I don’t recall ever getting to the school gates only to be sent packing because the school was closed!

With one if not both parents now working full-time in most households they must be dreading waking up to find snow on the ground knowing that one of them will have to take the day off, often without pay, to look after children who should be in school.

Employers also know that snowfall has a cost on their businesses, because gone are the days where the workforce lived on the doorstep.

It seems that everybody is a commuter now – apart from when it is snowing!

IVAN HUMPHREY

Kettering

Mind boggles at the possibilities

Now that the police and fire service share a vehicle for patrolling the rural areas why not carry a paramedic as well?

Or indeed include the library service and a council member to answer any queries.

The mind boggles!

C NEWTON

Irthlingborough

Toll roads are not the answer

The Infrastructure Bill seeks to transfer our main roads like the M1, A43 and A45 to a new company called Highways England and raises the prospect of tolling them.

The Government denies that it wants to toll existing roads, but we must ask why are tolling powers being given if there is absolutely no intention to use them?

Experience shows that drivers will understandably detour to avoid toll roads.

Has the Government given any consideration to how much traffic will be displaced onto local roads if major roads are tolled?

When it recently tried to bring in a toll on the A14 in East Anglia, the public and business reaction was so strong that it had to back down.

Our roads have been paid for by the public several times over. Readers are entitled to ask their MP to introduce binding safeguards to keep them fully in public hands and remove any prospect of tolling.

BRIAN GREGORY

Chairman of the Alliance of British Drivers

Nothing is too much trouble

I cannot praise the staff at Seagrave House Care Home in Occupation Road, Corby, enough.

My husband Graham is a resident at the home which has a lot of very poorly people who need feeding and constant care yet they always make me feel welcome every time I visit.

Nothing is too much trouble for them.

Graham has been there since June 2014 and it doesn’t matter when he calls for them they are there for him.

He is 83 and has to use a walking frame as he cannot walk on his own.

My friend Norma visited my husband early on New Year’s Eve around 4.30pm.

She rang me to say he was ok but that they had had a piper in the home entertaining all the residents and he wished I was there with him to hear the piper as we have not been apart on New Year’s Eve for 60 years. After hearing this I called a taxi and made my way down to the home just as the piper was leaving.

When I explained to the piper why I had had come he asked me to follow him back into the home in my wheelchair and then proceeded to pipe me into the home to see my husband Graham.

He continued to play for a further 10 minutes or so which made me and my husband so happy.

My husband, who has dementia, would not let go of my hand throughout the performance.

I was so pleased I had made the trip.

The care home is simply the best and I simply cannot fault it at all. Thank you to everyone who takes such great care of all the residents and their visitors at Seagrave House.

MICHELE HART

By email

Hope electorate won’t be gullible

A new year, same old drivel from UKIP.

Mr Helmer and Ms Parker know that all electric appliances are subject to the Ecodesign Working Plan that was produced by Deloitte.

It has the aim of increasing electrical efficiency by 20 per cent by 2020 in order to help reduce greenhouse gasses by the same amount in the same time-frame, across the European Union.

In a single market, regulation has to apply to all which can drive innovation not be a hindrance.

Australia, Brazil, China, Japan and the USA are all pursuing similar policy ideas.

Mr Helmer has already stated that he is a climate change sceptic despite the overwhelming evidence to the contrary but in order to address an issue that is transnational and requires universal regulation it is best achieved within a powerful bloc such as the European Union.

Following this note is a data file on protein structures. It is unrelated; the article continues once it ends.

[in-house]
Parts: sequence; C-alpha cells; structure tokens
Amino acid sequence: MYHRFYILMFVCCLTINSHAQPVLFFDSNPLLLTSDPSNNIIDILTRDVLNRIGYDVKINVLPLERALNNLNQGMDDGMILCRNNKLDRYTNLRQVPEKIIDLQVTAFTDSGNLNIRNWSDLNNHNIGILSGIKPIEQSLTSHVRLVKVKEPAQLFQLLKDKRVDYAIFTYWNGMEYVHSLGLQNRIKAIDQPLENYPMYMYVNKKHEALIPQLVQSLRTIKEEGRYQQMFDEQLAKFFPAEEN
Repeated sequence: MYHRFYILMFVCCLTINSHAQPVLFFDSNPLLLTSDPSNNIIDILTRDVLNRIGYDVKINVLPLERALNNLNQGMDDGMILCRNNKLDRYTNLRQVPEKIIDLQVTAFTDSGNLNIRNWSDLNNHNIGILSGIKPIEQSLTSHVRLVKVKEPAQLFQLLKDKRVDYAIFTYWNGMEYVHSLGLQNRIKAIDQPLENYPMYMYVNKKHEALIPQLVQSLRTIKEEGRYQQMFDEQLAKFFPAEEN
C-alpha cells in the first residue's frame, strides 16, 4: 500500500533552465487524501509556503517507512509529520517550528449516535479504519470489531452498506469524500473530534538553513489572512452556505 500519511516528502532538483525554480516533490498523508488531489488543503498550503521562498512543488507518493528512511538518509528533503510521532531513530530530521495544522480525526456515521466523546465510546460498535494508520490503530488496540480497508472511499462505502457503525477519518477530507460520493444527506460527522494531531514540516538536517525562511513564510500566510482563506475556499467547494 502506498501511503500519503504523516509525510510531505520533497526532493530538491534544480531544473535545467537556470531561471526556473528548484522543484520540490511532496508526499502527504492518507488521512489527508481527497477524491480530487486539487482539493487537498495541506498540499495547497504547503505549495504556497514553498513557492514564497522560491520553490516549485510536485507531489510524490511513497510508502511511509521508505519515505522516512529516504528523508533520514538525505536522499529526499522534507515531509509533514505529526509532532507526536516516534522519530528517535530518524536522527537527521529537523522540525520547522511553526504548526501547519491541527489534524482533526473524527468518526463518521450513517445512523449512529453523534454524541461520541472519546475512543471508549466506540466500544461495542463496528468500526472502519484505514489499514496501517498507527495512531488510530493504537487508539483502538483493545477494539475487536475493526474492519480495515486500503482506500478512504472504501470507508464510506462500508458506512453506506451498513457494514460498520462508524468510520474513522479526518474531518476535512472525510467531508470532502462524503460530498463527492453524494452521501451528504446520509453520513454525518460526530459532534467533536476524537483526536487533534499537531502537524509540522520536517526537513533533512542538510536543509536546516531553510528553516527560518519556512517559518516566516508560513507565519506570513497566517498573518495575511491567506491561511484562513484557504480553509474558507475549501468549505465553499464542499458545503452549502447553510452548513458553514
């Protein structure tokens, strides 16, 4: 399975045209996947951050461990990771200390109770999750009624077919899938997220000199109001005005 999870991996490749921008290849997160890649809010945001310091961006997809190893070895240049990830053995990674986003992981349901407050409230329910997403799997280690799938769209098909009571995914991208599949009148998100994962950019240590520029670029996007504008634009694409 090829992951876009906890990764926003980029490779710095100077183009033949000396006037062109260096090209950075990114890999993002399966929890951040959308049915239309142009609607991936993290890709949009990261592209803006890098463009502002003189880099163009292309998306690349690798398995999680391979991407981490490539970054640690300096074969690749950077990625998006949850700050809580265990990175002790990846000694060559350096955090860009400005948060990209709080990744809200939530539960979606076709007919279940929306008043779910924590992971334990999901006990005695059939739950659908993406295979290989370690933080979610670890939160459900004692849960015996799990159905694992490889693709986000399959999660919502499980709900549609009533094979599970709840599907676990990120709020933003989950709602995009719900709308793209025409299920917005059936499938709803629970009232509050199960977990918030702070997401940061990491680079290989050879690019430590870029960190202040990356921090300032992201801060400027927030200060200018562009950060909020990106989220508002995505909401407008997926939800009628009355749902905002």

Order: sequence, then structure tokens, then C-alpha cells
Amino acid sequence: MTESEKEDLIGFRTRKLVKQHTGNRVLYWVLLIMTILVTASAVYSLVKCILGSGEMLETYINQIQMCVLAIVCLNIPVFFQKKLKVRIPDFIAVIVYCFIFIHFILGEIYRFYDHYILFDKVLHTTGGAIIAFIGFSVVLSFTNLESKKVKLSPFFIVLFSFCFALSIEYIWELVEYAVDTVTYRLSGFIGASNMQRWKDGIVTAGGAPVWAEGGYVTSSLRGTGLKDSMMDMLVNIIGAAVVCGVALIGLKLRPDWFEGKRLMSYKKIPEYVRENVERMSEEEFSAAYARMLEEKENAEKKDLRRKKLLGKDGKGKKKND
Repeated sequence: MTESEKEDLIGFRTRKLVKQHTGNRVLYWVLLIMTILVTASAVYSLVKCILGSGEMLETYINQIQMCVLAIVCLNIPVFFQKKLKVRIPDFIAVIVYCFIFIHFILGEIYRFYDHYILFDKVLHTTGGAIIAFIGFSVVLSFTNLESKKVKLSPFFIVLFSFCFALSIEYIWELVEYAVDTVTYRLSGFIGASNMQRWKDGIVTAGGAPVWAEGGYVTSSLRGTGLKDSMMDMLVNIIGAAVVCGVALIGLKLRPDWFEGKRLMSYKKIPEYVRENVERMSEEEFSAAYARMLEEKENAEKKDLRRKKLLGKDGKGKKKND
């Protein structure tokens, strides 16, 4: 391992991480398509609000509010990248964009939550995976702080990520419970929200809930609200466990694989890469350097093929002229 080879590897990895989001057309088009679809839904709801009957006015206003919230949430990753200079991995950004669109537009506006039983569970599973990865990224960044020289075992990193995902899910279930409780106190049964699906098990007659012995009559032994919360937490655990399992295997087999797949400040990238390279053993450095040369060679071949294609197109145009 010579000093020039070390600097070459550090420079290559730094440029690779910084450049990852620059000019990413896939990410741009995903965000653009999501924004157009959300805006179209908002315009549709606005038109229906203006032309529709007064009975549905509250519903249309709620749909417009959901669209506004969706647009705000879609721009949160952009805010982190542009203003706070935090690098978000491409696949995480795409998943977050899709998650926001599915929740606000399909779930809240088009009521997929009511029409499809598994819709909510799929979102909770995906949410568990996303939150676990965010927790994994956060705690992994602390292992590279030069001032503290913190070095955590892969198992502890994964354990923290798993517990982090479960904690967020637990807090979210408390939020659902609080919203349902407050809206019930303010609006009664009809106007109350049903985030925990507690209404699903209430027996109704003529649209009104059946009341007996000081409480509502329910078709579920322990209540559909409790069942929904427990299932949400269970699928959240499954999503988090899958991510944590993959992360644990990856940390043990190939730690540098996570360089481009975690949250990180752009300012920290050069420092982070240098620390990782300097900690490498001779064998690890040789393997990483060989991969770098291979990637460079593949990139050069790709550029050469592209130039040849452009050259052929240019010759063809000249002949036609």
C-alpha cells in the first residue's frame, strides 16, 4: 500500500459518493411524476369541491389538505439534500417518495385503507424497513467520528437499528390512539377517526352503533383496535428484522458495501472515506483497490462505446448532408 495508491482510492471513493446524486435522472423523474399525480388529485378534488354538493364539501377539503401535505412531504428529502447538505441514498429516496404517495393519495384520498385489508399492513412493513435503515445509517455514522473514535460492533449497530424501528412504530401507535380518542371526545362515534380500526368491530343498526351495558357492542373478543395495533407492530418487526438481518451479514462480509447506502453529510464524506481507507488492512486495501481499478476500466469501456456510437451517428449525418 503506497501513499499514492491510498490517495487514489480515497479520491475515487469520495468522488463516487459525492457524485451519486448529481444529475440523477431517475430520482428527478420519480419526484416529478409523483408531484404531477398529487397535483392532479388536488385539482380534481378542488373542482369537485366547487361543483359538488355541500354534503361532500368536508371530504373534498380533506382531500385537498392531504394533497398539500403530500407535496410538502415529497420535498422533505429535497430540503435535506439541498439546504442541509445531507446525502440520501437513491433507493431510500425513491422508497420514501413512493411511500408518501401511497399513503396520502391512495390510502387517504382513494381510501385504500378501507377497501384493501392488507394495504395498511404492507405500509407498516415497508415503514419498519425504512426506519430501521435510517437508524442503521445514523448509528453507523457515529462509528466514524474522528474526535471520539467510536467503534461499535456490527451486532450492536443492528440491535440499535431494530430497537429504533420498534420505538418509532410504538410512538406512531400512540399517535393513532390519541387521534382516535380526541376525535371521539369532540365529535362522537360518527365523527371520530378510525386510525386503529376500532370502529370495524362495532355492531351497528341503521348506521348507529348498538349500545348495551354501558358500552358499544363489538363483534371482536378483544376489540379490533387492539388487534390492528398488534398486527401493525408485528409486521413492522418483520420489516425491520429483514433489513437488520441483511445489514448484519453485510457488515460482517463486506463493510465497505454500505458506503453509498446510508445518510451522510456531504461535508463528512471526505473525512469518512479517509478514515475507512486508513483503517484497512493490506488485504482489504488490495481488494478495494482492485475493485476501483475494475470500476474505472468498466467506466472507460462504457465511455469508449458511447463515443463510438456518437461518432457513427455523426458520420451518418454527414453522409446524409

Mr Helmer also displays a touching faith in the “market” to solve the issue.

It was the “market” that caused the 2008 crash.

Markets are regulated by organisations such as WTO. Without this chaos would surely ensue and would certainly not address issues such as global warming.

If global warming is not controlled future generations will face issues of disease, war and death on a far larger scale than today, but hey, as long Mr Helmer can get a hot cup of coffee!

I hope the British public do “wake up and smell the coffee” because I cannot believe they would be so gullible as to elect UKIP, whose spokesmen spout such trivial and vacuous rubbish.

Their stupidity should not disguise the fact that given the chance they would inflict huge damage on this country with their unique blend of nationalism and right-wing drivel!

STEPHEN BLACK

Kettering

Rent property to solve the problem

The idea of owning your own home is to place an uncontrollable mortgage around your family’s neck for up to maybe half your life.

If you are unfortunate and in old age have to sell it to pay for a £500 a week home care it would all have been a waste of time, and a diminishing of your quality of life.

We are all only passing through, borrowing, or using then leaving it behind for the next generation.

Surely it makes sense to build high quality homes for rent, not for sale, leaving people to live much less stressful lives?

In the 1980s, Margaret Thatcher destroyed the opportunity of the following generation to have a home at all, by letting people buy their rented homes, and it looks like David Cameron is willing to do the same thing just to win votes.

The millstone of a mortgage around your neck for at least 25 to 30 years means you can never become unemployed because if you do, before too long you are out on the street, and you lose everything.

It’s only when that final payment is made that you feel the relief of no more payments and no more worrying.

It’s a total fantasy that while paying a mortgage you have some form of security.

I never felt so insecure while having a mortgage and feel much happier now without one than I ever did.

Rented homes are the obvious answer, as I said we cannot own anything, we are just passing through.

TOM BINGHAM

Corby

Hallelujah to the party people

I’d like to thank the people of Corby for a great night and an unexpected lift off a resident of your fine town.

My band, Happy Mondaze, played at The Zombie Hut on Saturday and the crowd was absolutely “up for it”.

They were superb.

Thanks to Roddy the sound guy. He really was a sound guy.

Finally, thanks to the thoroughly nice chap who gave me a lift to the venue when I was wandering around a very cold Corby, thanks.

Hope to see you all again very soon.

Thanks again Corby.

PETER (BEZ)

Happy Mondaze